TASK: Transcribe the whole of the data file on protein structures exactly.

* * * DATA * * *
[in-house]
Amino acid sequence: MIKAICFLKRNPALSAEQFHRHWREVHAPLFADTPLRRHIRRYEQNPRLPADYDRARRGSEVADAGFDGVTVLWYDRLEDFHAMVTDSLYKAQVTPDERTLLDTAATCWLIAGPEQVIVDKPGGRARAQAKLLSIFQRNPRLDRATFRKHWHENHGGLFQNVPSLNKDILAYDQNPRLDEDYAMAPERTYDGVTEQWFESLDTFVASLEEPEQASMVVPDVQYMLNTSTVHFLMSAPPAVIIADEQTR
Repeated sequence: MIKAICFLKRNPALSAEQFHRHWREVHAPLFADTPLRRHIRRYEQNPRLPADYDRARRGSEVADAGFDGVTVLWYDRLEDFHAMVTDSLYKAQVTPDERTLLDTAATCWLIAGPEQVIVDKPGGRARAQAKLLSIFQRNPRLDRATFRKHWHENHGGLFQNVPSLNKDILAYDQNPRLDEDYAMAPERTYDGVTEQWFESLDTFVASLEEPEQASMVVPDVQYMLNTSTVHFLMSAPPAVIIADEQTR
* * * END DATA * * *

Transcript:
[in-house]
Amino acid sequence: MIKAICFLKRNPALSAEQFHRHWREVHAPLFADTPLRRHIRRYEQNPRLPADYDRARRGSEVADAGFDGVTVLWYDRLEDFHAMVTDSLYKAQVTPDERTLLDTAATCWLIAGPEQVIVDKPGGRARAQAKLLSIFQRNPRLDRATFRKHWHENHGGLFQNVPSLNKDILAYDQNPRLDEDYAMAPERTYDGVTEQWFESLDTFVASLEEPEQASMVVPDVQYMLNTSTVHFLMSAPPAVIIADEQTR
Repeated sequence: MIKAICFLKRNPALSAEQFHRHWREVHAPLFADTPLRRHIRRYEQNPRLPADYDRARRGSEVADAGFDGVTVLWYDRLEDFHAMVTDSLYKAQVTPDERTLLDTAATCWLIAGPEQVIVDKPGGRARAQAKLLSIFQRNPRLDRATFRKHWHENHGGLFQNVPSLNKDILAYDQNPRLDEDYAMAPERTYDGVTEQWFESLDTFVASLEEPEQASMVVPDVQYMLNTSTVHFLMSAPPAVIIADEQTR